Stan does not deal with those clients and if everyone followed his example and refused to compete, then the problem would be much reduced. Then we would be back to the 50's - 70's where clients always used the same consultants. But then new consultants cannot get started, so they start competing and you get the same problem we have now.


At 04:28 PM 19/08/2009, you wrote:
<quote>
Huh?
<end quote>

Don't complain that others are supplying for less. Design your business to
match the needs of the market. Understand the difference between cost and
value.

For example GMC vehicles are priced higher than the perceived value of the
vehicles. People therefore purchase lower priced vehicles. The potential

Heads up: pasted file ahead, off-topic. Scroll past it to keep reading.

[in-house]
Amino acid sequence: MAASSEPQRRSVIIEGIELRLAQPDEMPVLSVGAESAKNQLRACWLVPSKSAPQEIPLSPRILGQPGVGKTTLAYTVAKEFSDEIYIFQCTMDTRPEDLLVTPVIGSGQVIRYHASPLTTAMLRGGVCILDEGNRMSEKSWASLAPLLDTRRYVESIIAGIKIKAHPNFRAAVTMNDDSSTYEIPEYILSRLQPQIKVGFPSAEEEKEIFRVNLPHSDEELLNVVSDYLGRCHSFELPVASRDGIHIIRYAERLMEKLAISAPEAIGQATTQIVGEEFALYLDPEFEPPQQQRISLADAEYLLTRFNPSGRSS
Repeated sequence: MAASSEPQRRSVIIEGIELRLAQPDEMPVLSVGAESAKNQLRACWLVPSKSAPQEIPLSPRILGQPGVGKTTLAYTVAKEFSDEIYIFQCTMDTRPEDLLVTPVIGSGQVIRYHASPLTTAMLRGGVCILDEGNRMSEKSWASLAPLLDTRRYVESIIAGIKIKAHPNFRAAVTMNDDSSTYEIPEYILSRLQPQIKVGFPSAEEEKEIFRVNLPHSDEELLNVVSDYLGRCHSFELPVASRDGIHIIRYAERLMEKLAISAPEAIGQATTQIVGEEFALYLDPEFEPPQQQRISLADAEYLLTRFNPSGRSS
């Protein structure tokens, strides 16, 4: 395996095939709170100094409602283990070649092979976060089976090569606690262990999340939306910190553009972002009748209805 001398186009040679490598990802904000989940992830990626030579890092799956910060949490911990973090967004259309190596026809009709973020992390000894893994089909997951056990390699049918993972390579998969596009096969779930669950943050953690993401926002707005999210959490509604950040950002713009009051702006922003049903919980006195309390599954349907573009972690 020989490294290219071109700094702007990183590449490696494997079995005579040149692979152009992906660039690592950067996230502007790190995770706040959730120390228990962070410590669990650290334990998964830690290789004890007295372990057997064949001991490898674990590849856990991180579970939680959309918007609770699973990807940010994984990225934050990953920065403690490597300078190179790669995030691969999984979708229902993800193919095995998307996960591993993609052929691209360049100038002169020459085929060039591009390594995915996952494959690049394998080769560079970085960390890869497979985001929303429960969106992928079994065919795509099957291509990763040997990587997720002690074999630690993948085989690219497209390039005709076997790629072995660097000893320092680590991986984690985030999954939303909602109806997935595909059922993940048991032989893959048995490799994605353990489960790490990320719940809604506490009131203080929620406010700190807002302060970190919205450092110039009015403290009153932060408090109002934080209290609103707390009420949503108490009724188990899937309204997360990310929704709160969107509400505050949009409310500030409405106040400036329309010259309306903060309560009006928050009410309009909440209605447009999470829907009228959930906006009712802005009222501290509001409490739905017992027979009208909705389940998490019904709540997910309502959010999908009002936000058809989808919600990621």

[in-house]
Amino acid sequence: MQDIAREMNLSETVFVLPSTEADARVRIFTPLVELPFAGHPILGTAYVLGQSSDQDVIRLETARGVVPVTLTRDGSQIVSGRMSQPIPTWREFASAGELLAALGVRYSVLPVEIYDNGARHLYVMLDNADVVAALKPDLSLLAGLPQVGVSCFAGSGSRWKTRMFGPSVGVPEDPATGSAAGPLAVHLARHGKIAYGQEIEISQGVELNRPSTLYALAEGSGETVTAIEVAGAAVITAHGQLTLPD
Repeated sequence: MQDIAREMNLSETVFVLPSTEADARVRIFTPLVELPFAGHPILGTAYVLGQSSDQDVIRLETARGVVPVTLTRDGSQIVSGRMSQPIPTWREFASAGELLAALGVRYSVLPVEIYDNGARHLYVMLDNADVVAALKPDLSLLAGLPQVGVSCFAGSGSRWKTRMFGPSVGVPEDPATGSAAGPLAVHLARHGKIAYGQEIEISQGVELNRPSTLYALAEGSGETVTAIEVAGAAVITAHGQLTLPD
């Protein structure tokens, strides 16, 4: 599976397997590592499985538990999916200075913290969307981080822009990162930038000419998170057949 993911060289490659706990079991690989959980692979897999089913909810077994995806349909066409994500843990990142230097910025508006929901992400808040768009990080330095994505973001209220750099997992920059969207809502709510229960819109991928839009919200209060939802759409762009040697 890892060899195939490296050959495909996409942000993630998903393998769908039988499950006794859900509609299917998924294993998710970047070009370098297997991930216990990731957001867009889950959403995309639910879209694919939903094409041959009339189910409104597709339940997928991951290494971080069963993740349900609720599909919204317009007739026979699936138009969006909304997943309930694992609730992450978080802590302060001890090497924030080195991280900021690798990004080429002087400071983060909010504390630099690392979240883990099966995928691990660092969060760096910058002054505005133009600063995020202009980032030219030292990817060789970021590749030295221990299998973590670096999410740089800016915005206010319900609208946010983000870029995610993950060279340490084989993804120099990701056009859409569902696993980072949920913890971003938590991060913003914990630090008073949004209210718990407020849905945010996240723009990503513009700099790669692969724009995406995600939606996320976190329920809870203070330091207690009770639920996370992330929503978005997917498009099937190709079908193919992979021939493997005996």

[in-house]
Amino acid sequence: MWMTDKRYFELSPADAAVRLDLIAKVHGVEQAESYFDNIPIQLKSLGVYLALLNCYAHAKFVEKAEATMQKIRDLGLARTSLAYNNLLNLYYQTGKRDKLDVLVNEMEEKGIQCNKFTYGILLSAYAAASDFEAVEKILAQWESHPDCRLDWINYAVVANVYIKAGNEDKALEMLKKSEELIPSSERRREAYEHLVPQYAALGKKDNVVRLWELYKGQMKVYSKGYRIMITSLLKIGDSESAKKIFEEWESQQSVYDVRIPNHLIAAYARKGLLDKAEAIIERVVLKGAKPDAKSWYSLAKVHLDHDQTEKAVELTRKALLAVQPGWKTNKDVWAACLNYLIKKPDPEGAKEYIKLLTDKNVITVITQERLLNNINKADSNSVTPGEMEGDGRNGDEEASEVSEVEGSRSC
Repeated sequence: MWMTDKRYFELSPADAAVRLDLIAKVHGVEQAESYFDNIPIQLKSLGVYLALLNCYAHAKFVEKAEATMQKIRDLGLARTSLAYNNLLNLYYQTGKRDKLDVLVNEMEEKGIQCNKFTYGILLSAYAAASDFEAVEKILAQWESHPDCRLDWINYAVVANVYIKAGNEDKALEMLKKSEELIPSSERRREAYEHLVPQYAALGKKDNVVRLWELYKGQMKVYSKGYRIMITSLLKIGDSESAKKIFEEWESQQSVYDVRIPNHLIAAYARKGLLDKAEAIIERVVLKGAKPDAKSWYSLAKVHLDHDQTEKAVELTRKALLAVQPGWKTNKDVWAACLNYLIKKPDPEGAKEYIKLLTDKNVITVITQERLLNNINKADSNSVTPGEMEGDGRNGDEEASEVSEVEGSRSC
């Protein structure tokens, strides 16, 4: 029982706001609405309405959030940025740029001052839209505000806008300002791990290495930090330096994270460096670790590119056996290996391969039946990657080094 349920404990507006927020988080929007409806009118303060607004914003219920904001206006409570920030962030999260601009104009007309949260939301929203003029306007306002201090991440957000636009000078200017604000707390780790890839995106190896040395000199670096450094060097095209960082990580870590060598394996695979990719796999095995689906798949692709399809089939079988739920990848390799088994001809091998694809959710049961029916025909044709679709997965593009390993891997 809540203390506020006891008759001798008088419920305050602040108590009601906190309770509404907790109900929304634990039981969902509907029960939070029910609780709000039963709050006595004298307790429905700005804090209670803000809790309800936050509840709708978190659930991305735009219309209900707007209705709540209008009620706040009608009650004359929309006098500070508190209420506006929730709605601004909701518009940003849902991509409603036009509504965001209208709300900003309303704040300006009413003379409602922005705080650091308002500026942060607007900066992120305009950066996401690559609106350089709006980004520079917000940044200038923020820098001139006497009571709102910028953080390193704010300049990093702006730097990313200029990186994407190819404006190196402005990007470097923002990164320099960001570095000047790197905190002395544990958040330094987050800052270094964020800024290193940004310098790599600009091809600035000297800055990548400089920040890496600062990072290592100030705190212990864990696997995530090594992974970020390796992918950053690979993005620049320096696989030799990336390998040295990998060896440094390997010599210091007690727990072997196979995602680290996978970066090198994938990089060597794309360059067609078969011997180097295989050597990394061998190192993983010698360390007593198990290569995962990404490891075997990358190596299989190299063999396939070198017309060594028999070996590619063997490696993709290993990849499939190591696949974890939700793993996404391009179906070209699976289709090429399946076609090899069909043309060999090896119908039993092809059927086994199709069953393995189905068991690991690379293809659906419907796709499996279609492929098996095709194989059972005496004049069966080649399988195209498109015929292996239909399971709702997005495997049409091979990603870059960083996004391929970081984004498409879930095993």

customers have to see the value which is there, they have to noticeably
benefit from such value. Therefore costs cannot be higher than perceived
value.

There is no point jumping up and down declaring how much value engineers are
to the community, when the community cannot see why, and does not notice the
benefit.

If $500 wins the job, then that is the market value of the service at that
point in time. What is supplied may be rubbish. Buying rubbish in the first
place may not be sensible in the long term, but it may meet short term
objectives. I can buy a cheap socket set which won't make it past the first
bolt I fasten, or an expensive socket set which will last a lifetime. For
many the cheap socket set is more than adequate.

It is stupid to set an absolute standard of quality. Quality is relative to
the buyer at a given point in time.